One of the most obvious changes in modern education to the parent paying even a casual visit to the school lies in the seating arrangements and the general organization of the classroom. No longer do we have neat lines of desks ranged one behind the other in rows. Instead desks seem scattered higgledy-piggledy, some in groups, some facing each other, some in semicircles, some even hidden behind a partition in the corner, and none of them apparently facing the blackboard.
How, the puzzled parent asks, can any teacher teach in that kind of chaos? The parent need not worry. Every item in the apparently haphazard jigsaw has been placed exactly where it is for a specific purpose. New methods require a completely new classroom arrangement.
The desks are clustered in groups because the class is divided into groups, each pursuing a different subject or activity. We find desks shoved together and pupils facing each other because certain activities demand co-operative effort and much more space than one desk lid. Six desk lids of the same height pushed together provide that space.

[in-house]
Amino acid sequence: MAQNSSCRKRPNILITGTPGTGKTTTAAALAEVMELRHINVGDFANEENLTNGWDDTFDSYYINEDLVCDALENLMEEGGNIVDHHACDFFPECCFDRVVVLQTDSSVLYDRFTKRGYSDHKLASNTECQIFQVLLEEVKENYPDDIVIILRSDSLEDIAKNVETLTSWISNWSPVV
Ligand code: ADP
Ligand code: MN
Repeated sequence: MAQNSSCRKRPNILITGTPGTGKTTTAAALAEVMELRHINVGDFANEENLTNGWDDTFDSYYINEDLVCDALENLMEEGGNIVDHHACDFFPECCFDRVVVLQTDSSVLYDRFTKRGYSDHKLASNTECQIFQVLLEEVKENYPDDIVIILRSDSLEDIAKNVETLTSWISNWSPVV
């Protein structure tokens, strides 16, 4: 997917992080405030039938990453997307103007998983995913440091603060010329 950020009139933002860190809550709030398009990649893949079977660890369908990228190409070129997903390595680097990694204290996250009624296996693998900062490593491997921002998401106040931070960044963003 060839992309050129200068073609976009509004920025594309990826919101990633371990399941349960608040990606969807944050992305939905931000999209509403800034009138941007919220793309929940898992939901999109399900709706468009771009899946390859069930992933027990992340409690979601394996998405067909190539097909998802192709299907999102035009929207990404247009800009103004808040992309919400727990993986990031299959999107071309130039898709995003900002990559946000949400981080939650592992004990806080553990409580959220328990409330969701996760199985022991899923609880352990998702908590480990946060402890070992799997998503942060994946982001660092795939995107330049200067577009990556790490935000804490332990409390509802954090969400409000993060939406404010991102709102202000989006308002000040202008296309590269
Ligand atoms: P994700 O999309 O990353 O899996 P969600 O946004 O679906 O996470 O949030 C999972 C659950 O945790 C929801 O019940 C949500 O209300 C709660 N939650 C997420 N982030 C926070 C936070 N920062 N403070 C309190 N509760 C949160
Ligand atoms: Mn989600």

For some subjects – the reading lesson, for instance – grouping the desks in a semicircle is more convenient. Even the placing of desks behind the partition is intentional. That is probably the Quiet Corner or Library Corner, where a group of pupils is busily engaged in making notes from reference books.
The blackboard itself is of much less importance than it was in our days, but if the teacher does wish to teach a lesson from it she can readily bring out the small group she will be teaching and make them cluster around her. To fit the new flexible conditions demanded by modern methods there are probably almost as many different classroom arrangements as there are teachers.
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